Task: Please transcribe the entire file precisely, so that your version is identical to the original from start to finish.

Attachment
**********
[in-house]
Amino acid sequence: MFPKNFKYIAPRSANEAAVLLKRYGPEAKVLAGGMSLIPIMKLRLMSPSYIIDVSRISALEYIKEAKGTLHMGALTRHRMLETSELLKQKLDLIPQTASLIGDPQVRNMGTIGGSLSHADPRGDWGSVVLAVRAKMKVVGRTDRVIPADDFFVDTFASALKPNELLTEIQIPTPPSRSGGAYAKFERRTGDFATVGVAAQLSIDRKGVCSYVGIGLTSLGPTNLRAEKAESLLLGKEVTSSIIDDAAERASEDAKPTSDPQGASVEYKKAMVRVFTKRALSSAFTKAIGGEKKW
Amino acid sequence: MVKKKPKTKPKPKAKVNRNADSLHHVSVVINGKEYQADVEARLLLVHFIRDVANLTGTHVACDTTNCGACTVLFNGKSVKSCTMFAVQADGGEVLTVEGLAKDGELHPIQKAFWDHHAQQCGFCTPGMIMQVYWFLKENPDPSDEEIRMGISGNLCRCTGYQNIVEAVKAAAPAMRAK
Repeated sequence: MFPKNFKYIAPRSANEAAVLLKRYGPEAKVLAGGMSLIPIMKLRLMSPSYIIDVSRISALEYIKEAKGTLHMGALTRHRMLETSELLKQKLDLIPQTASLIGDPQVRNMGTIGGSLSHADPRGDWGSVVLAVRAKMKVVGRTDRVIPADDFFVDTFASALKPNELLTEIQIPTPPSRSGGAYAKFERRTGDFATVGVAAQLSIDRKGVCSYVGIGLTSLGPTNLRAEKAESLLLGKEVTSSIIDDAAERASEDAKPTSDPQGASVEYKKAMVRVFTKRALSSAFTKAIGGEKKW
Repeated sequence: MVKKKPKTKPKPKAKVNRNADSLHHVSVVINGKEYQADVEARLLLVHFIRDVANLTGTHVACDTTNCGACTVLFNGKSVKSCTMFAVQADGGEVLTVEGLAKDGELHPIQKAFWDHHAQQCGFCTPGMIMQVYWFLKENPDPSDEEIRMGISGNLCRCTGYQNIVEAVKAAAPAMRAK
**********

[in-house]
Amino acid sequence: MFPKNFKYIAPRSANEAAVLLKRYGPEAKVLAGGMSLIPIMKLRLMSPSYIIDVSRISALEYIKEAKGTLHMGALTRHRMLETSELLKQKLDLIPQTASLIGDPQVRNMGTIGGSLSHADPRGDWGSVVLAVRAKMKVVGRTDRVIPADDFFVDTFASALKPNELLTEIQIPTPPSRSGGAYAKFERRTGDFATVGVAAQLSIDRKGVCSYVGIGLTSLGPTNLRAEKAESLLLGKEVTSSIIDDAAERASEDAKPTSDPQGASVEYKKAMVRVFTKRALSSAFTKAIGGEKKW
Amino acid sequence: MVKKKPKTKPKPKAKVNRNADSLHHVSVVINGKEYQADVEARLLLVHFIRDVANLTGTHVACDTTNCGACTVLFNGKSVKSCTMFAVQADGGEVLTVEGLAKDGELHPIQKAFWDHHAQQCGFCTPGMIMQVYWFLKENPDPSDEEIRMGISGNLCRCTGYQNIVEAVKAAAPAMRAK
Repeated sequence: MFPKNFKYIAPRSANEAAVLLKRYGPEAKVLAGGMSLIPIMKLRLMSPSYIIDVSRISALEYIKEAKGTLHMGALTRHRMLETSELLKQKLDLIPQTASLIGDPQVRNMGTIGGSLSHADPRGDWGSVVLAVRAKMKVVGRTDRVIPADDFFVDTFASALKPNELLTEIQIPTPPSRSGGAYAKFERRTGDFATVGVAAQLSIDRKGVCSYVGIGLTSLGPTNLRAEKAESLLLGKEVTSSIIDDAAERASEDAKPTSDPQGASVEYKKAMVRVFTKRALSSAFTKAIGGEKKW
Repeated sequence: MVKKKPKTKPKPKAKVNRNADSLHHVSVVINGKEYQADVEARLLLVHFIRDVANLTGTHVACDTTNCGACTVLFNGKSVKSCTMFAVQADGGEVLTVEGLAKDGELHPIQKAFWDHHAQQCGFCTPGMIMQVYWFLKENPDPSDEEIRMGISGNLCRCTGYQNIVEAVKAAAPAMRAK